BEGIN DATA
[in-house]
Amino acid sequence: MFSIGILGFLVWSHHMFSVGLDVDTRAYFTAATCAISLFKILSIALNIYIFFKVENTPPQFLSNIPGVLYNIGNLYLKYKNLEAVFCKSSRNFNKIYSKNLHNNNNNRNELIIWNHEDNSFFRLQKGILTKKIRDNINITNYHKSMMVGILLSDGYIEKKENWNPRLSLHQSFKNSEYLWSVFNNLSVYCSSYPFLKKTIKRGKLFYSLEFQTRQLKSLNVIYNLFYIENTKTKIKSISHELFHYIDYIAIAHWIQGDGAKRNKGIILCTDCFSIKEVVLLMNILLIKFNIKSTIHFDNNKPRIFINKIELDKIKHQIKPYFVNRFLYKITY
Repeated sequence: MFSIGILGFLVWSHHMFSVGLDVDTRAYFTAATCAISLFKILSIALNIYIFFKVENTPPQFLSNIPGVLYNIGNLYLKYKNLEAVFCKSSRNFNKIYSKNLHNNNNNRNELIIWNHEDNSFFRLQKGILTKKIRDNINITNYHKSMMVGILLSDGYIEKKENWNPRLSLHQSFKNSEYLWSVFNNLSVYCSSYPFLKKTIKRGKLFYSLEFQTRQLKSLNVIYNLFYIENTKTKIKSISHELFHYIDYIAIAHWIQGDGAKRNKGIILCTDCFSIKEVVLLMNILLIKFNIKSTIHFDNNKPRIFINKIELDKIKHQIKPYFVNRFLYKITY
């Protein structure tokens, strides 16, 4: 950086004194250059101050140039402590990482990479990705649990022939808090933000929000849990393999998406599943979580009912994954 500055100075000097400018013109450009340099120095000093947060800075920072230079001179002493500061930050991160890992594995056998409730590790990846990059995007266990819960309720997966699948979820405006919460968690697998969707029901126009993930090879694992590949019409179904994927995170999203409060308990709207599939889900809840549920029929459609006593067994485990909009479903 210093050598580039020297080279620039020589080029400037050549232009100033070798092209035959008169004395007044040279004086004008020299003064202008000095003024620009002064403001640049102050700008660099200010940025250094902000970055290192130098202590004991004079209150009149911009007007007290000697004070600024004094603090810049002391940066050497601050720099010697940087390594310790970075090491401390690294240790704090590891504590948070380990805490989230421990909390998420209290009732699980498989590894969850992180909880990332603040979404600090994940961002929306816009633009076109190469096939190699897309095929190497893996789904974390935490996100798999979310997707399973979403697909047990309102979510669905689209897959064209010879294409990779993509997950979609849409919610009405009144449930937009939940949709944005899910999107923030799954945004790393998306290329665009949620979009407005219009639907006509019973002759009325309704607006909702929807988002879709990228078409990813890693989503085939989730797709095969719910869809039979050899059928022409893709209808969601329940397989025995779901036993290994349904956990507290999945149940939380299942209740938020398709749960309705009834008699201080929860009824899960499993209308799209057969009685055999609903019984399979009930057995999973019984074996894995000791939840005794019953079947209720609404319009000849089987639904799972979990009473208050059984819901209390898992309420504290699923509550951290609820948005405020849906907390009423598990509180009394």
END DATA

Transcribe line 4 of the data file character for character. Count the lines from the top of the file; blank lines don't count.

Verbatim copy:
């Protein structure tokens, strides 16, 4: 950086004194250059101050140039402590990482990479990705649990022939808090933000929000849990393999998406599943979580009912994954 500055100075000097400018013109450009340099120095000093947060800075920072230079001179002493500061930050991160890992594995056998409730590790990846990059995007266990819960309720997966699948979820405006919460968690697998969707029901126009993930090879694992590949019409179904994927995170999203409060308990709207599939889900809840549920029929459609006593067994485990909009479903 210093050598580039020297080279620039020589080029400037050549232009100033070798092209035959008169004395007044040279004086004008020299003064202008000095003024620009002064403001640049102050700008660099200010940025250094902000970055290192130098202590004991004079209150009149911009007007007290000697004070600024004094603090810049002391940066050497601050720099010697940087390594310790970075090491401390690294240790704090590891504590948070380990805490989230421990909390998420209290009732699980498989590894969850992180909880990332603040979404600090994940961002929306816009633009076109190469096939190699897309095929190497893996789904974390935490996100798999979310997707399973979403697909047990309102979510669905689209897959064209010879294409990779993509997950979609849409919610009405009144449930937009939940949709944005899910999107923030799954945004790393998306290329665009949620979009407005219009639907006509019973002759009325309704607006909702929807988002879709990228078409990813890693989503085939989730797709095969719910869809039979050899059928022409893709209808969601329940397989025995779901036993290994349904956990507290999945149940939380299942209740938020398709749960309705009834008699201080929860009824899960499993209308799209057969009685055999609903019984399979009930057995999973019984074996894995000791939840005794019953079947209720609404319009000849089987639904799972979990009473208050059984819901209390898992309420504290699923509550951290609820948005405020849906907390009423598990509180009394």